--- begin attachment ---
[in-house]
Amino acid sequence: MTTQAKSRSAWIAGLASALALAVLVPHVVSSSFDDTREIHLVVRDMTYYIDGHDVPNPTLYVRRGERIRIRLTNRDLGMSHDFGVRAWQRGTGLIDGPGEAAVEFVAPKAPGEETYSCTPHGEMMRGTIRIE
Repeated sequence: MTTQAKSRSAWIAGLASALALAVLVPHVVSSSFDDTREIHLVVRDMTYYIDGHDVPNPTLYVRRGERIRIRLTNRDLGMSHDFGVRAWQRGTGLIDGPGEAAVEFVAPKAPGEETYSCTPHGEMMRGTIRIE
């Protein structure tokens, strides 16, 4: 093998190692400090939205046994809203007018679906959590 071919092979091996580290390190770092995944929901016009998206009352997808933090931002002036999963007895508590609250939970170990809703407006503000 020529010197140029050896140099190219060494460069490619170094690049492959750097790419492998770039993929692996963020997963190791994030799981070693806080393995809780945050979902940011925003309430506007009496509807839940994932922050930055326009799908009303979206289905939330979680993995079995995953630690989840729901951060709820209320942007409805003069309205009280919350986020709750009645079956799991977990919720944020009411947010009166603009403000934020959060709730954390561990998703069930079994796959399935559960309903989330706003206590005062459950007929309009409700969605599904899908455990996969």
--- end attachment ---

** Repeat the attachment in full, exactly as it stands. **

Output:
[in-house]
Amino acid sequence: MTTQAKSRSAWIAGLASALALAVLVPHVVSSSFDDTREIHLVVRDMTYYIDGHDVPNPTLYVRRGERIRIRLTNRDLGMSHDFGVRAWQRGTGLIDGPGEAAVEFVAPKAPGEETYSCTPHGEMMRGTIRIE
Repeated sequence: MTTQAKSRSAWIAGLASALALAVLVPHVVSSSFDDTREIHLVVRDMTYYIDGHDVPNPTLYVRRGERIRIRLTNRDLGMSHDFGVRAWQRGTGLIDGPGEAAVEFVAPKAPGEETYSCTPHGEMMRGTIRIE
């Protein structure tokens, strides 16, 4: 093998190692400090939205046994809203007018679906959590 071919092979091996580290390190770092995944929901016009998206009352997808933090931002002036999963007895508590609250939970170990809703407006503000 020529010197140029050896140099190219060494460069490619170094690049492959750097790419492998770039993929692996963020997963190791994030799981070693806080393995809780945050979902940011925003309430506007009496509807839940994932922050930055326009799908009303979206289905939330979680993995079995995953630690989840729901951060709820209320942007409805003069309205009280919350986020709750009645079956799991977990919720944020009411947010009166603009403000934020959060709730954390561990998703069930079994796959399935559960309903989330706003206590005062459950007929309009409700969605599904899908455990996969």